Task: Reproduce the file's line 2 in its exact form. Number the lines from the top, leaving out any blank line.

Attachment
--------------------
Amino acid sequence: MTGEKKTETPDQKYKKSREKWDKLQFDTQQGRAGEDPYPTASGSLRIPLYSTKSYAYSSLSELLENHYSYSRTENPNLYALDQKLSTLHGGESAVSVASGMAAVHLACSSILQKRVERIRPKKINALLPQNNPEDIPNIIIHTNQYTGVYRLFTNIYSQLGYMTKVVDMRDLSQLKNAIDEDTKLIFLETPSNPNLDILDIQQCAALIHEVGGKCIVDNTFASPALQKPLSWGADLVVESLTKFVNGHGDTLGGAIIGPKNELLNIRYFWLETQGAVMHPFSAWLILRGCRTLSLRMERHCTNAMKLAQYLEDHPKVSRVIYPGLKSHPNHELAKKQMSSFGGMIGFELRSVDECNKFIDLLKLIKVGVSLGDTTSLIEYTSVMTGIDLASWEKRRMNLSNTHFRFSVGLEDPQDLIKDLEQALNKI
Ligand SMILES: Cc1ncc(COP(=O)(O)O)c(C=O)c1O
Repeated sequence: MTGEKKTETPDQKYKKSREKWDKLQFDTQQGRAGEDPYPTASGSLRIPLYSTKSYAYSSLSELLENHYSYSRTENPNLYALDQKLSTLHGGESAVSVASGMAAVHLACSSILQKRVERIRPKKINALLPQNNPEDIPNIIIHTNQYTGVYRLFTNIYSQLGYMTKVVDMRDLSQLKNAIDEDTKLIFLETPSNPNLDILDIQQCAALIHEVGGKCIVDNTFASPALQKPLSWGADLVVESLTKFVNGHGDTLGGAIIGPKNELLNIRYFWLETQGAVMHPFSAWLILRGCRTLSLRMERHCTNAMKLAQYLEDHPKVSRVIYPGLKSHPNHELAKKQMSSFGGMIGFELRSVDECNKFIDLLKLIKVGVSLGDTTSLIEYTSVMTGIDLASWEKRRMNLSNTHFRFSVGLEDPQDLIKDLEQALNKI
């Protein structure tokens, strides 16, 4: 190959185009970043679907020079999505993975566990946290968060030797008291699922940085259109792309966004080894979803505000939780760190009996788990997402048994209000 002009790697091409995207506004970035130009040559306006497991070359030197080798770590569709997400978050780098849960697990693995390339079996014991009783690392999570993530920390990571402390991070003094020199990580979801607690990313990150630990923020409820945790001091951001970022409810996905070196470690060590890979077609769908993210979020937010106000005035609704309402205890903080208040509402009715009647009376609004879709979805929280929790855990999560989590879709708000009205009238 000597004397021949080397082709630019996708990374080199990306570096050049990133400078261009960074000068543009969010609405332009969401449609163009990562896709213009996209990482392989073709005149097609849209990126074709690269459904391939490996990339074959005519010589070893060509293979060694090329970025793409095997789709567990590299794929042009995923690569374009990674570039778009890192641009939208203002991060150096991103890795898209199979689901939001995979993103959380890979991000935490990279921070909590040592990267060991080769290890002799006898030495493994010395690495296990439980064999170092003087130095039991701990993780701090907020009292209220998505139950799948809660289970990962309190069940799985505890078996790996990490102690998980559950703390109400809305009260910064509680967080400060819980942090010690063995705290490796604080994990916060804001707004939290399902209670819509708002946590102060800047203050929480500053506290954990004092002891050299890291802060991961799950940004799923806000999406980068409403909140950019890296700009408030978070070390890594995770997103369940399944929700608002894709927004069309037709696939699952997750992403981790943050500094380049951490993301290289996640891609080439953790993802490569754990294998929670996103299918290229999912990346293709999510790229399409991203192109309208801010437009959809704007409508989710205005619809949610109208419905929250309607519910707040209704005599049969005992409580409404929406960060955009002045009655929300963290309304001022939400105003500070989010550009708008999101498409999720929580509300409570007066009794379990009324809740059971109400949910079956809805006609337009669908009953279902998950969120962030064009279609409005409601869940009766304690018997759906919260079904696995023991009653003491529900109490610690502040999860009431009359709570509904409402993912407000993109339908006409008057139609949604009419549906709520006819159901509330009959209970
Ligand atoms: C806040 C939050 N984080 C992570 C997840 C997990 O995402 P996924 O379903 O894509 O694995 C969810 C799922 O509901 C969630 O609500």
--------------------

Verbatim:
Ligand SMILES: Cc1ncc(COP(=O)(O)O)c(C=O)c1O